Feeding ecology of King George whiting Sillaginodes punctatus (Perciformes) recruits in seagrass and unvegetated habitats. Does diet reflect habitat utilization?

Jenkins, G.P., Syme, A. and Macreadie, P.I. 2011, Feeding ecology of King George whiting Sillaginodes punctatus (Perciformes) recruits in seagrass and unvegetated habitats. Does diet reflect habitat utilization?, Journal of fish biology, vol. 78, no. 5, pp. 1561-1573, doi: 10.1111/j.1095-8649.2011.02962.x.

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Title Feeding ecology of King George whiting Sillaginodes punctatus (Perciformes) recruits in seagrass and unvegetated habitats. Does diet reflect habitat utilization?
Author(s) Jenkins, G.P.
Syme, A.
Macreadie, P.I.ORCID iD for Macreadie, P.I. orcid.org/0000-0001-7362-0882
Journal name Journal of fish biology
Volume number 78
Issue number 5
Start page 1561
End page 1573
Total pages 13
Publisher Wiley
Place of publication London, Eng.
Publication date 2011-05
ISSN 1095-8649
Summary This study investigated the feeding ecology of King George whiting Sillaginodes punctatus recruits to determine how diet composition varies between habitat types (seagrass and unvegetated habitats), and between sites separated by distance. Broad-scale sampling of seagrass and unvegetated habitats at nine sites in Port Phillip Bay (Australia) indicated the diet composition varied more by distance into the bay than by habitat. Near the entrance to the bay the diet was dominated by harpacticoids and gammarid amphipods, in the middle reaches of the bay the diet was completely dominated by harpacticoids, while at sites furthest into the bay, mysids and crab zoea were also important. Abundances of prey in guts was significantly higher between 1000 and 2200 hours compared with other times, indicating diurnal feeding. Laboratory determined gut evacuation rate (based on an exponential model) was estimated to be -0·54. Daily rations were highly variable among sites and habitat types. Sillaginodes punctatus recruits consumed much higher quantities of prey on unvegetated habitat than seagrass habitat at some middle reach sites; with prey consumption of harpacticoid copepods on unvegetated habitat approaching 3000 individuals per day at one site. The results of this study provide insight into why habitat associations of S. punctatus recruits within mosaics of seagrass and unvegetated habitat show high spatial variation.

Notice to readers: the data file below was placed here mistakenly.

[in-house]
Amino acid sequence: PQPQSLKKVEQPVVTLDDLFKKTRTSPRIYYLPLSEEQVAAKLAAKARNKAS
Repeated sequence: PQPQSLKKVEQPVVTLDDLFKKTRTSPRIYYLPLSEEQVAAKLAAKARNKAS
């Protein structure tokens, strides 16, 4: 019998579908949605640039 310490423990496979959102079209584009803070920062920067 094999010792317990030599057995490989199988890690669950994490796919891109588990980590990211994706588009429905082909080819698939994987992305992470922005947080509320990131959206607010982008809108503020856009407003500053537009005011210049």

Language eng
DOI 10.1111/j.1095-8649.2011.02962.x
Field of Research 060205 Marine and Estuarine Ecology (incl Marine Ichthyology)
060701 Phycology (incl Marine Grasses)
Socio Economic Objective 970105 Expanding Knowledge in the Environmental Sciences
HERDC Research category C1.1 Refereed article in a scholarly journal
ERA Research output type C Journal article
Copyright notice ©2011, Wiley
Persistent URL http://hdl.handle.net/10536/DRO/DU:30076246

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